He argues too that the welfare state may well have caused Marx to rethink his entire model. Along with his argument about all the different forms of capitalisms in different countries, we can see that the article perhaps looks for points where it can disagree with Marx without considering possible counter-arguments – the underlying sameness of the varieties of capitalism (at least in the eyes of capitalists) for example, or a consideration of what role class conflict played in the creation of the welfare state, or its defence. In the pages of the LRB years ago, Perry Anderson talked about zones of resistance to the neo-liberal model, picking out Latin America in particular. Lanchester seems not to have thought outside the west and China and Singapore; which is surprising, given the prominence of the BRIC concept in the broader media.

Interesting stuff, reminding us how many assumptions based on current experience, TINA and the end of history that we have to combat if we are to make a Marx-inspired message for social change, as opposed to a Marx-inspired critique of capitalism) practical in the eyes of huge swathes of the population.

Book Review. Eric Hobsbawm’s How to Change the World: Tales of Marx and Marxism 1840-2011 February 8, 2011

Posted by Garibaldy in History, Marxism.
30 comments

Once again it is evident that even between major crises, ‘the market’ has no answer to the major problem confronting the twenty-first century: that unlimited and increasingly high-tech economic growth in the pursit of unsustainable profit produces global wealth, but at the cost of an increasingly dispensable factor of production, human labour, and, one might add, of the globe’s natural resources. Economic and political liberalism, singly or in combination, cannot provide the solution to the problems of the twenty-first century. Once again the time has come to take Marx seriously.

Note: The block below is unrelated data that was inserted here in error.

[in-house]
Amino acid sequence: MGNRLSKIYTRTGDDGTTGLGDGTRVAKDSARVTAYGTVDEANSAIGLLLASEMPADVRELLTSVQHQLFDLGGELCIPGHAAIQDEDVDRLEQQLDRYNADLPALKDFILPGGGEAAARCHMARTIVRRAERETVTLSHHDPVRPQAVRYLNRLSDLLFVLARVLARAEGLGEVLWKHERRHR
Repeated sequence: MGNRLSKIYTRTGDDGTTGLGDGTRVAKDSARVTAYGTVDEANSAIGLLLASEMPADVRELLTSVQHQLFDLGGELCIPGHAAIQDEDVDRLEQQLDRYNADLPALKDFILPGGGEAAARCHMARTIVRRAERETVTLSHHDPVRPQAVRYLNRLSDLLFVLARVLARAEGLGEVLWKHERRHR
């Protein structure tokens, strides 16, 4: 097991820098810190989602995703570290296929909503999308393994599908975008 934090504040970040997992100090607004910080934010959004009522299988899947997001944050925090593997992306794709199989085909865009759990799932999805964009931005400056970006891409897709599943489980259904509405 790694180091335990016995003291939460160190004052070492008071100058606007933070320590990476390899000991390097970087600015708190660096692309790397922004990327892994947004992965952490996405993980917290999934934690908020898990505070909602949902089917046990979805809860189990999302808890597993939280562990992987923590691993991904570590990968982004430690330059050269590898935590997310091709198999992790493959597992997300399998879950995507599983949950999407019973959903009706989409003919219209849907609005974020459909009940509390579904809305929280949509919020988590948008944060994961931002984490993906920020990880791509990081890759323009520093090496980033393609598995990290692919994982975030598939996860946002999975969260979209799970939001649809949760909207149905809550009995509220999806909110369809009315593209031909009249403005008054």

This is the conviction that has motivated Eric Hobsbawm to produce a collection of his essays on Marx and Marxism. Written over 50 years, these 16 essays range in length from 6 pages to over 50; most have been published before, but not necessarily in the form or language they appear in here. The book is broken into two sections, the first looking at aspects of the work of Marx and Engels themselves, and the second looking at the history of Marxism as it grew into a significant political force. It’s impossible to read these essays without marvelling at Hobsbawm’s range of knowledge, not least his linguistic skills: the essays and the footnotes are a stark reminder that those of us without German are doomed never to fully appreciate the writing of Marx and Engels (Hobsbawm makes the point that he has never read an English translation of the Communist Manifesto that has the power of the original), nor to read some of the best scholarship on their work and ideas (for which we would also need, say, Russian, French and Italian). Given the controversies over translations changing the meaning of ideas (Hobsbawm cites the phrase “the idiocy of rural life” as something that has been mistranslated, saying it should be something more like the isolation of rural life), again we will never be able to truly make our minds up for ourselves.